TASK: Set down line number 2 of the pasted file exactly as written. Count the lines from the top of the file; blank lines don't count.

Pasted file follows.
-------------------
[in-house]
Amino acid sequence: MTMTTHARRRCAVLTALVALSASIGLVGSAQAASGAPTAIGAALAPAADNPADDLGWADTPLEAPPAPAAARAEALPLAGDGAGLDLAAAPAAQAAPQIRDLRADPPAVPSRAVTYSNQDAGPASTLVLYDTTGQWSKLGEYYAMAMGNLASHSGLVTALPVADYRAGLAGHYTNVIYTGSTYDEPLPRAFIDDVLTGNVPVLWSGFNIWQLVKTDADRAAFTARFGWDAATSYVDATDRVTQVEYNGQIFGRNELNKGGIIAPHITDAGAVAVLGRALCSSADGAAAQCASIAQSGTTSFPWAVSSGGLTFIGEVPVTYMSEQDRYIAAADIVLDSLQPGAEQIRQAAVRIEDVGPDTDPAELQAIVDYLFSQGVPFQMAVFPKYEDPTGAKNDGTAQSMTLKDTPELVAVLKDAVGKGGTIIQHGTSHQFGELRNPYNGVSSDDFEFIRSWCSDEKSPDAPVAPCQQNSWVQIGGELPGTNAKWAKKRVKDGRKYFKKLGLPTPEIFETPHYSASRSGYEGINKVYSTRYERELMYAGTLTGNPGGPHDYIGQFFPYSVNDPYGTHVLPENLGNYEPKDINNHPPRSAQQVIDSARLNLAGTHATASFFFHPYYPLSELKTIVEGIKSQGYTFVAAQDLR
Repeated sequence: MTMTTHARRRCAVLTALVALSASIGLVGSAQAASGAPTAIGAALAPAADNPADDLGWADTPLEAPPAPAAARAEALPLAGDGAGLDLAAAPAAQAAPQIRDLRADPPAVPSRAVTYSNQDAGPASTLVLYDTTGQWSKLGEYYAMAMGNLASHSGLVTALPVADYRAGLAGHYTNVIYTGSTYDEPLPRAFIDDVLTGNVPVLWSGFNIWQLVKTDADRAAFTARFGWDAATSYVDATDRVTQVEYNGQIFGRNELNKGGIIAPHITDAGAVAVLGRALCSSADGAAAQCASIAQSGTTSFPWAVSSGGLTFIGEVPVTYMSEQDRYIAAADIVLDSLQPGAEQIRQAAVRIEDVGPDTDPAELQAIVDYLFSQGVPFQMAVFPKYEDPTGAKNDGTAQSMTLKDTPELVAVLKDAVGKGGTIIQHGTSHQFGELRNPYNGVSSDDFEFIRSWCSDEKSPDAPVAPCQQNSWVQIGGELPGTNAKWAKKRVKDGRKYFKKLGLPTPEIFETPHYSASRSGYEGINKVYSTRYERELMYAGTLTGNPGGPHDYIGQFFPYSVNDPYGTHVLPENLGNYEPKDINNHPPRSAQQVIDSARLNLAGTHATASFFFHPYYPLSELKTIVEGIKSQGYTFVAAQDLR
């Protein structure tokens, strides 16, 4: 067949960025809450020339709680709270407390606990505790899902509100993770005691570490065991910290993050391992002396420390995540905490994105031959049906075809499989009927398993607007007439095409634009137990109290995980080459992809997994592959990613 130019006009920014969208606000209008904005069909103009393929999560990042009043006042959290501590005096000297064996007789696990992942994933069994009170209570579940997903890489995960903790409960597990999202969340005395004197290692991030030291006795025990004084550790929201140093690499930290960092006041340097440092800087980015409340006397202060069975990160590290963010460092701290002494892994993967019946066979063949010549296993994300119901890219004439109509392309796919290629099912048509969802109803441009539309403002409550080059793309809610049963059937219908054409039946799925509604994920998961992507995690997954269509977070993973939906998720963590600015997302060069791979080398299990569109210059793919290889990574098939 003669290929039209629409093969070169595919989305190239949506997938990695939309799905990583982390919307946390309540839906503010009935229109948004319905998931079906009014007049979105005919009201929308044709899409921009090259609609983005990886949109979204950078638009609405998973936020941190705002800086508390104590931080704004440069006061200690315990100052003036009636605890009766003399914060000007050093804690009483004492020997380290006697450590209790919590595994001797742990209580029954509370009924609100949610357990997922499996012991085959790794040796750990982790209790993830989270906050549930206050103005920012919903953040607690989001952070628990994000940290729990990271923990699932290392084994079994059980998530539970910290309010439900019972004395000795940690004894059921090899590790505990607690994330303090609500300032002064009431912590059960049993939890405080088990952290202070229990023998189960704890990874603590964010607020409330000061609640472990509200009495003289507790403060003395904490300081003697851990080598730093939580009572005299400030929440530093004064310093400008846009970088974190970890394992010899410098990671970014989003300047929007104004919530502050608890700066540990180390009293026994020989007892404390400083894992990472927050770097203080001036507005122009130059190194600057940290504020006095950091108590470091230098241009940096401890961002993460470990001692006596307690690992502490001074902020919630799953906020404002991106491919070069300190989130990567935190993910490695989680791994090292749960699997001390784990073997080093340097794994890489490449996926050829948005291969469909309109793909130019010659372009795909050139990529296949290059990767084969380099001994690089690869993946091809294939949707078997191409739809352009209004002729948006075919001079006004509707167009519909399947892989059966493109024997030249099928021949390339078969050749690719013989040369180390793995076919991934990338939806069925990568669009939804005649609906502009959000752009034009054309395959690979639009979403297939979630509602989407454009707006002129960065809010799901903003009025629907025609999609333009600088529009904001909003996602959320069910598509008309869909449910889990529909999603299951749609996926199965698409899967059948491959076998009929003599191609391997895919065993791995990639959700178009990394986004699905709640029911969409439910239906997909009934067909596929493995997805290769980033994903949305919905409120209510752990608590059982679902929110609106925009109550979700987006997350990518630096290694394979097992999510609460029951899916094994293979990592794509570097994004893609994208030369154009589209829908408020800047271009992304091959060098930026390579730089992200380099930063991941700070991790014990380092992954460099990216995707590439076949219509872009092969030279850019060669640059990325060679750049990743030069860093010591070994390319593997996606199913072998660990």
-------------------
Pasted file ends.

Amino acid sequence: MTMTTHARRRCAVLTALVALSASIGLVGSAQAASGAPTAIGAALAPAADNPADDLGWADTPLEAPPAPAAARAEALPLAGDGAGLDLAAAPAAQAAPQIRDLRADPPAVPSRAVTYSNQDAGPASTLVLYDTTGQWSKLGEYYAMAMGNLASHSGLVTALPVADYRAGLAGHYTNVIYTGSTYDEPLPRAFIDDVLTGNVPVLWSGFNIWQLVKTDADRAAFTARFGWDAATSYVDATDRVTQVEYNGQIFGRNELNKGGIIAPHITDAGAVAVLGRALCSSADGAAAQCASIAQSGTTSFPWAVSSGGLTFIGEVPVTYMSEQDRYIAAADIVLDSLQPGAEQIRQAAVRIEDVGPDTDPAELQAIVDYLFSQGVPFQMAVFPKYEDPTGAKNDGTAQSMTLKDTPELVAVLKDAVGKGGTIIQHGTSHQFGELRNPYNGVSSDDFEFIRSWCSDEKSPDAPVAPCQQNSWVQIGGELPGTNAKWAKKRVKDGRKYFKKLGLPTPEIFETPHYSASRSGYEGINKVYSTRYERELMYAGTLTGNPGGPHDYIGQFFPYSVNDPYGTHVLPENLGNYEPKDINNHPPRSAQQVIDSARLNLAGTHATASFFFHPYYPLSELKTIVEGIKSQGYTFVAAQDLR